The text message turns 20: A brief history of SMS

The first message, sent two decades ago, simply read "Merry Christmas"

HBD, text messaging! The first SMS text was sent 20 years ago today by Neil Papworth, then a 22-year-old communications engineer working in the United Kingdom. Papworth's SMS — Short Messaging Service — text was sent from a PC (phones didn't yet have keyboards) to a friend at a holiday party across town and read simply, "Merry Christmas." Here, a brief history of the humble beginnings and ensuing explosion of texting:

1984: An idea is born
Sitting at a typewriter at his home in Bonn, Germany, Friedhelm Hillebrand types random sentences and questions, counting every letter, number, and space. Almost every time, the messages amount to fewer than 160 characters — what would become the limit of early text messages — and thus the concept for the perfect-length, rapid-fire "short message" was born. "Perfectly sufficient," Hillebrand would recall later about his discovery, which came long before mobile phones were an everyday tool. 

Dec. 3, 1992: The first text message
Papworth, a former developer at Sema Group Telecoms, sends the world's first SMS greeting to his friend Richard Jarvis, who at the time worked at U.K. service Vodafone. Jarvis couldn't say "Merry Christmas" back, because his brick-sized Orbitel 901 phone had no way of inputting text.

1993: Mobile phones get SMS
Finnish phone-maker Nokia debuts the first mobile phone that's able to send texts. Early text messages — which have to be painstakingly entered on numerical keypads — are free, but can only be sent between two people on the same network. This remains the standard for quite a few years.

1994: SMS as broadcast
Vodafone — one of only two mobile networks in the U.K. — launches a share-price alert system for business people.

1995: T9 debuts
The Tegic or "T9" system, which predicts texting based on what letters you're typing, first sees the light of day. Though confusing at first, the input method becomes popular among slick-fingered texters.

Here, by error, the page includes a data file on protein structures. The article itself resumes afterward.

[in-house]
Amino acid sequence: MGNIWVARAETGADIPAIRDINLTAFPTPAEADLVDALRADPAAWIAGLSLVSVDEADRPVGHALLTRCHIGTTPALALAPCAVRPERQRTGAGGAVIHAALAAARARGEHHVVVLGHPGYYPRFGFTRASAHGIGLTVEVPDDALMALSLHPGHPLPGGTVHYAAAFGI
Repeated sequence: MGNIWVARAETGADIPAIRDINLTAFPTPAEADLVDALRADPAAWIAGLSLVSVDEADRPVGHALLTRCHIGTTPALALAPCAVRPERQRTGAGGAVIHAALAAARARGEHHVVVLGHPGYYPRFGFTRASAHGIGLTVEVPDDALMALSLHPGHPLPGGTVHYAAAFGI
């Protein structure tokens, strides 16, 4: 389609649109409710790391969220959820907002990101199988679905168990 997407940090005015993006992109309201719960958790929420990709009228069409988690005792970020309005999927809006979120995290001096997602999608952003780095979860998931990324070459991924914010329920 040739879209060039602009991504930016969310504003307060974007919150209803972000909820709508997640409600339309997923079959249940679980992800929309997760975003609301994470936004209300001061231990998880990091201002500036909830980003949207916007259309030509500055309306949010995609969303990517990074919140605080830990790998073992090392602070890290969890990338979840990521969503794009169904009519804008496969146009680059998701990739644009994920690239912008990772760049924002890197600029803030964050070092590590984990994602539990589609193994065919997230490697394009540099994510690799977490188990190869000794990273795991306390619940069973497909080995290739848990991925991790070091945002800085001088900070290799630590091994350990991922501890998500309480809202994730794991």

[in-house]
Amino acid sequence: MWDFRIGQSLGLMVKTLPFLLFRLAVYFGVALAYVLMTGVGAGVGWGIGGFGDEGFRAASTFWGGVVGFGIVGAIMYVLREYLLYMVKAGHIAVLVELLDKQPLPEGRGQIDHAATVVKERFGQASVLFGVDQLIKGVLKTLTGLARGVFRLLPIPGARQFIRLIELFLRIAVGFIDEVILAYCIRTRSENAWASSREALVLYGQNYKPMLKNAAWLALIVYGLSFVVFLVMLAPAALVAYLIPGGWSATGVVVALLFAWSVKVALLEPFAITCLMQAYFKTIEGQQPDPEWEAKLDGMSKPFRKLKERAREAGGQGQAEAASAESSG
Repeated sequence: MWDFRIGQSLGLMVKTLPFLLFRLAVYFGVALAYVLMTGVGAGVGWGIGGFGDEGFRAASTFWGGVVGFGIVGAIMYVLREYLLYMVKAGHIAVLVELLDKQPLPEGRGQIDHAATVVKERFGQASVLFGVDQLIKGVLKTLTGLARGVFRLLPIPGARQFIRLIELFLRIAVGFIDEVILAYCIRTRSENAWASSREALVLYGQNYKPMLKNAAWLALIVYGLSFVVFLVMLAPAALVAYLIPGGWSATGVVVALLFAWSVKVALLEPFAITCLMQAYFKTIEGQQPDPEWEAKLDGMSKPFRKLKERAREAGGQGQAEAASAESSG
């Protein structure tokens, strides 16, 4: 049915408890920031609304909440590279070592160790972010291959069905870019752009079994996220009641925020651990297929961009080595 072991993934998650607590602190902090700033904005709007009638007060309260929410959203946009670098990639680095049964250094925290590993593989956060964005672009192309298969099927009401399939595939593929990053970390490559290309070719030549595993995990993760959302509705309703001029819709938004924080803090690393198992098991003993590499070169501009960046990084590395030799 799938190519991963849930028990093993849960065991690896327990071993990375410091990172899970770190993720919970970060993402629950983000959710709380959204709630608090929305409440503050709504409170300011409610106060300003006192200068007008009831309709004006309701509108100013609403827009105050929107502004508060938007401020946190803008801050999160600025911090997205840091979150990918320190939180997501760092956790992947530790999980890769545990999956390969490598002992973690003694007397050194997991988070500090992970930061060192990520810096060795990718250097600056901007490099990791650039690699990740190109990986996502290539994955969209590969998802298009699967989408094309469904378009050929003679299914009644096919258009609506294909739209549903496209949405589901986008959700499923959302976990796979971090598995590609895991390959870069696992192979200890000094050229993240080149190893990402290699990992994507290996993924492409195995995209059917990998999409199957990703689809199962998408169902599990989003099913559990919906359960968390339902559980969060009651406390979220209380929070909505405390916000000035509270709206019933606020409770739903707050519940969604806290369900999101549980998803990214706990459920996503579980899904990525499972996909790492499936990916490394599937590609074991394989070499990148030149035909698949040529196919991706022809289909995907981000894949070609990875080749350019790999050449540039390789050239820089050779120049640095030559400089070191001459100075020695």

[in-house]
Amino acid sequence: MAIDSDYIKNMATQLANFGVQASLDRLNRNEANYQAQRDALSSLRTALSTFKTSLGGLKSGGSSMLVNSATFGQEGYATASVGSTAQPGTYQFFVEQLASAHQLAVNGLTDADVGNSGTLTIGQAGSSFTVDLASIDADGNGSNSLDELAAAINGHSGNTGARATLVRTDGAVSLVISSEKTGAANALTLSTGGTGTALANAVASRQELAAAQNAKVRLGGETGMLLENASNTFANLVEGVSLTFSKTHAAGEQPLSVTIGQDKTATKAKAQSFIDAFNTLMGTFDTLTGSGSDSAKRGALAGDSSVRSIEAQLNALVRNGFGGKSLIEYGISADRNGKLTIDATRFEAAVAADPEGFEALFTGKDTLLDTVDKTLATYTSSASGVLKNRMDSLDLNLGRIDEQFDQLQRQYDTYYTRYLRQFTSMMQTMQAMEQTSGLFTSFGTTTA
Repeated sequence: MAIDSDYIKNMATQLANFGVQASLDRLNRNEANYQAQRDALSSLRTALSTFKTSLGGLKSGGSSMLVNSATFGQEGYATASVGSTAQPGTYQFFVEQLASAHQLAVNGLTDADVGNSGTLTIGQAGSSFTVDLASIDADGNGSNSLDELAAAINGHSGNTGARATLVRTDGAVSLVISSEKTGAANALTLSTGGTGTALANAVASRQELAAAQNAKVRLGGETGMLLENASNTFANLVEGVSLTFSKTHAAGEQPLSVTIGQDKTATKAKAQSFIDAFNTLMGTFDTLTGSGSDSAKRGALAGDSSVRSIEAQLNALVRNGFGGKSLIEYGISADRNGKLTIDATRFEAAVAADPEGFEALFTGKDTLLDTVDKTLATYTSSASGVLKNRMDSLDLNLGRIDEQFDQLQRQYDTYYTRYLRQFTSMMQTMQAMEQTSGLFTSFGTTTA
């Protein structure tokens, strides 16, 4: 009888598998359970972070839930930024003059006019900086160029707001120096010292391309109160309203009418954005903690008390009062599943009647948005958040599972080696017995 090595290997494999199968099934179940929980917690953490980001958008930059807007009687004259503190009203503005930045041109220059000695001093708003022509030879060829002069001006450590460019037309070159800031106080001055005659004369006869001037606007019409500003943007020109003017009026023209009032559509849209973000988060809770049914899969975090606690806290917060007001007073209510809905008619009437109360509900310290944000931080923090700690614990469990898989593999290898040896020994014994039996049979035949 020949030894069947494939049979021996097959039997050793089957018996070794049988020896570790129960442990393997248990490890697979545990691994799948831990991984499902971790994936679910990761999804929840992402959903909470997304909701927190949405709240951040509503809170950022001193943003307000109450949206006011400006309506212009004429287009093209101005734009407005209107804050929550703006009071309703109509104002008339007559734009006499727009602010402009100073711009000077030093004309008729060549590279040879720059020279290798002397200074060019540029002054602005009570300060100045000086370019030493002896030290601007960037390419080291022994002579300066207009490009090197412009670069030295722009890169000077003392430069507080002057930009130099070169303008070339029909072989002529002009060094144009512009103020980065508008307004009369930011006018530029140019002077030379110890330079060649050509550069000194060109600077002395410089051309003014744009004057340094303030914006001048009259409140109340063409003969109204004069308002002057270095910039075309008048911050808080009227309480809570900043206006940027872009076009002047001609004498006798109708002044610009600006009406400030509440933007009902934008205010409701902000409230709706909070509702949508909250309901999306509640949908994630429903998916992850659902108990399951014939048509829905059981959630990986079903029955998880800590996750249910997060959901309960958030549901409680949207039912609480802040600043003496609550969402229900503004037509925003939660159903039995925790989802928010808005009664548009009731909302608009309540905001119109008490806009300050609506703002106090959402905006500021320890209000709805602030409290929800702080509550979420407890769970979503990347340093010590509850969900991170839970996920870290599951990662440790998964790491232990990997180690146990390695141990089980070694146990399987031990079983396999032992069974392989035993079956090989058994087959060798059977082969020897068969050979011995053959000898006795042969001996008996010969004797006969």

1997: Enter QWERTY
The Nokia 9000i Communicator becomes the first phone to come equipped with a keyboard. Future BlackBerry fans rejoice. 

1999: Worlds collide
Text messages finally cross networks for the first time, and "a new fever" is born, says The Wall Street Journal. College kids begin latching onto the inexpensive, quick-fire technology as their communication medium du jour. 

2000: Text messaging takes off
Now capable of texting with their friends on other networks, Americans begin sending (a now comically low) 35 texts per month.

2002: Text messaging really explodes
More than 250 billion SMS messages are sent worldwide

July 2006: Enter Twitter
Twitter makes its debut as a text-message-based service in the summer of 2006. Its famous 140-character limit was set by SMS' own limitations pioneered by Hillebrand.

2007: Texting surpasses calling
NBD. The number of texts sent in a month passes the number of monthly phone calls placed by Americans for the first time ever. 

2008: The texter-in-chief
Presidential candidate Barack Obama sends supporters a text message announcing Joe Biden as his vice-presidential running mate.

2010: The service peaks
The International Telecommunications Union reports that 200,000 text messages are sent every minute. 6.1 trillion texts are sent worldwide over the entire year.

June 2012: Evidence of a decline?
Although some 7.4 trillion SMS texts were sent in 2011, up 44 percent from the year before, texting in the U.K., Sweden, the U.S., and other countries begins to see a decline in 2012, according to several research firms. Some critics say that text messaging simply isn't evolving. Others point out that consumers still have to pay to use the service, and many are instead looking to free messaging options. "It comes down to cost," Chris Ziegler, a mobile phone expert and senior editor at The Vergetells ABC News. There are more alternatives than ever with BBM, iMessage, WhatsApp, and more. A "savvy subscriber can dispense of their text messaging plan altogether." 

Sources: The Los Angeles Times, The Guardian, Mashable, The Wall Street Journal, Nielsen


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